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This eBook from the Gutenberg Project consists of approximately 258 pages of information about The Adventures of My Cousin Smooth.

“‘Not so much as a plug of tobacco!’ I would reply, contemplatively, as the crew commenced putting out the few things we had entered at Her Majesty’s Custom House.  We had great regard for Her Majesty; nor have I the least doubt of the Squire’s honesty, which would have been all right had it not been for the law and parliament.  We have only to add that, having played his part after the manner of a good Christian, he would seek his way home, there to arrange an evening prayer-meeting.

“But the beauty of the Squire’s nature, as illustrated in his pious hatred of smuggling, or otherwise defrauding Her Majesty, would shine out bright on the day the Dash left on her return voyage.  I was sure of an invitation to breakfast with him on that morning, and he was equally sure to paint the purity of his conscience in such glowing colors that it was difficult for me to maintain a serious face.  When we had eaten bread, and he had offered up his prayer (in which he always remembered Her Majesty), he would accompany me to the Dash, when, having got on board, and cast off, he would mount the most prominent place on the cap-sill, where the citizens assembled could hear him, and cry out at the top of his voice:—­’Hornblower! good-bye.  One word more, Hornblower!  Let me entreat you not to smuggle a pennyworth for anybody.’  My reply always was that I would follow his advice with christian strictness.  Then he would modestly finger that cravat so white, and fix in his face such becoming dignity, that I thought his green glasses, which I never liked, covered his eyes to great advantage.  ’Remember what I have always endeavored to impress on your mind,’ he would continue; ‘honesty is the best policy—­it is!’ Just then everybody would look at the Squire, while it was with great effort I kept from my face a smile.  I knew honesty was the best policy; I knew it was the true policy to all praiseworthy ends; but how could I help contemplating the necessity of those preaching who never practised it, seeing that the Squire was not what he seemed, for he smuggled an hundred barrels of flour for every one he paid duty upon.  I had also seen him pass sentence of imprisonment and fine on the wretch who smuggled a demijohn of bad spirits, when for him I had smuggled a thousand.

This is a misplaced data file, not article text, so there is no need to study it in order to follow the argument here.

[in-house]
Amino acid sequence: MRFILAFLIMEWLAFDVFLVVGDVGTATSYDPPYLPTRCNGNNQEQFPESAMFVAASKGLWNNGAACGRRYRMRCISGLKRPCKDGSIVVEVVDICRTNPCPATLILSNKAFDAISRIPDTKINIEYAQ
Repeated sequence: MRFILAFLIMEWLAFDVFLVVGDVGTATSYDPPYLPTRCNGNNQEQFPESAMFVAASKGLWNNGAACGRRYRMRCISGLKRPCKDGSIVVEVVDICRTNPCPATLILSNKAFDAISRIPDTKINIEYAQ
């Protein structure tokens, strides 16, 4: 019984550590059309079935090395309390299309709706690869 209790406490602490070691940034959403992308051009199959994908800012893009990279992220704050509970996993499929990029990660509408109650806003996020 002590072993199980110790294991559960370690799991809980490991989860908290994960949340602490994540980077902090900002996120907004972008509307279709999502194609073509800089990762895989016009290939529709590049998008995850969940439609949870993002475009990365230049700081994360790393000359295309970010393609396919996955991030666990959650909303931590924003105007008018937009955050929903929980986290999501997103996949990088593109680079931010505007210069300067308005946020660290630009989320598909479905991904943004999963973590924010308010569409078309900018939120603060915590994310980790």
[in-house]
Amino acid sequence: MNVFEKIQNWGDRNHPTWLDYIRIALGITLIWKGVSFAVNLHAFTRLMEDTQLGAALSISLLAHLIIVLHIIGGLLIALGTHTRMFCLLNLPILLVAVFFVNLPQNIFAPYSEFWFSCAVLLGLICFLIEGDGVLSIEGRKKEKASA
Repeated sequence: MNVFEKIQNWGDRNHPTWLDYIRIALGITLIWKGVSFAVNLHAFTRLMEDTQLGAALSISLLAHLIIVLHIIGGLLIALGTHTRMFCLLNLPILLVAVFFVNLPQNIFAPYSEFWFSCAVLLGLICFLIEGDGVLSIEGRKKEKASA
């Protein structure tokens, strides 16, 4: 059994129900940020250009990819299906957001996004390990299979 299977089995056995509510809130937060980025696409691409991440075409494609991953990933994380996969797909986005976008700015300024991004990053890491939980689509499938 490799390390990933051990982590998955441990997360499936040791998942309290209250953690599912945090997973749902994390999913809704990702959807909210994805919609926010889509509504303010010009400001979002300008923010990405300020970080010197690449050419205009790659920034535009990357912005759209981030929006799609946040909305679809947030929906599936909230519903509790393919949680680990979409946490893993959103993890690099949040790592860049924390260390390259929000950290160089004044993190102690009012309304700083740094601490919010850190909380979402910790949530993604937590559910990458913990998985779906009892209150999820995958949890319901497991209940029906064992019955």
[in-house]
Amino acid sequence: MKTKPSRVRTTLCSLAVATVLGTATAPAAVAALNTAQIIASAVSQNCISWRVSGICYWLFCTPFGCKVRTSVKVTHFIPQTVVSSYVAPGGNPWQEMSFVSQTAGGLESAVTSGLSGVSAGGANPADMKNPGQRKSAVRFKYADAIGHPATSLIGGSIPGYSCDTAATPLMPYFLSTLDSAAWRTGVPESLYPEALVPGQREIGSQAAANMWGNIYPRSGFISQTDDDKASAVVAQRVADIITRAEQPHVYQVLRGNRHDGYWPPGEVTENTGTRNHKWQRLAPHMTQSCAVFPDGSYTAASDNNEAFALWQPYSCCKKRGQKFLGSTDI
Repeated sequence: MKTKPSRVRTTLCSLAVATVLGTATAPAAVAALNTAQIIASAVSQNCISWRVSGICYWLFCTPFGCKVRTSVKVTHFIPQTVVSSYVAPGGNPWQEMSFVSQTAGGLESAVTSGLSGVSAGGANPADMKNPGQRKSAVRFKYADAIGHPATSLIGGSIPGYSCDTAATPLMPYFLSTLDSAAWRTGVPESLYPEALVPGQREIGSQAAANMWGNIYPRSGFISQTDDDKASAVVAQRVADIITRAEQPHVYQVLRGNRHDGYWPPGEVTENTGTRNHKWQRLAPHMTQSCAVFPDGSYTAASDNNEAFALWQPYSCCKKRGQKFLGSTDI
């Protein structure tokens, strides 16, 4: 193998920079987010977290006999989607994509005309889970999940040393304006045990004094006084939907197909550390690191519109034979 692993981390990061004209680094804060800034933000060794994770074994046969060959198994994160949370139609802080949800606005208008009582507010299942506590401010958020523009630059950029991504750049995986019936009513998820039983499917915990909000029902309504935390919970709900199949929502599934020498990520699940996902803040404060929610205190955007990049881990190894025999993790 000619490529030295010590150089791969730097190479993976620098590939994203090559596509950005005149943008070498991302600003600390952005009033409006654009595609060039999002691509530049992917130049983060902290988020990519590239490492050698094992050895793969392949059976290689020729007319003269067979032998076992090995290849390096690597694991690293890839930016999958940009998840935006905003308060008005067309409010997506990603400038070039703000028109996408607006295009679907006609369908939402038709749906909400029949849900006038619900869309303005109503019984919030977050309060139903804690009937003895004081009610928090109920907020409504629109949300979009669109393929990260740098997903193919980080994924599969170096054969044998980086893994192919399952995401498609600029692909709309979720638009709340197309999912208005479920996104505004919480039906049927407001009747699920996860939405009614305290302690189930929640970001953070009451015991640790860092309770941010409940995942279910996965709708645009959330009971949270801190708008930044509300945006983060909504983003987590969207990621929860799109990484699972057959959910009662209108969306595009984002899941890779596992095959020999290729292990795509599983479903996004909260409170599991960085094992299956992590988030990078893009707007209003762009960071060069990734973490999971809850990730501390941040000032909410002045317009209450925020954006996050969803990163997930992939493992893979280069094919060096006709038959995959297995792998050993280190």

“Thanks to a more liberal commercial policy, that has precluded the necessity for such scenes as the Dash stealing her way into a river at night to land her cargo of contraband goods.  Those violations of law, so prevalent a few years ago, have ceased; and in the improved condition of the people we see the result of a new and more liberal policy.  But a few years ago, that small craft, the Dash, alone sought to establish what was considered a doubtful trade with the port of Boston; now, some forty pursue a profitable traffic with the State of Massachusetts, which has annually brought to her in British bottoms no less than 170,000 cords of Nova Scotia grown fire-wood.

CHAPTER XXVI.

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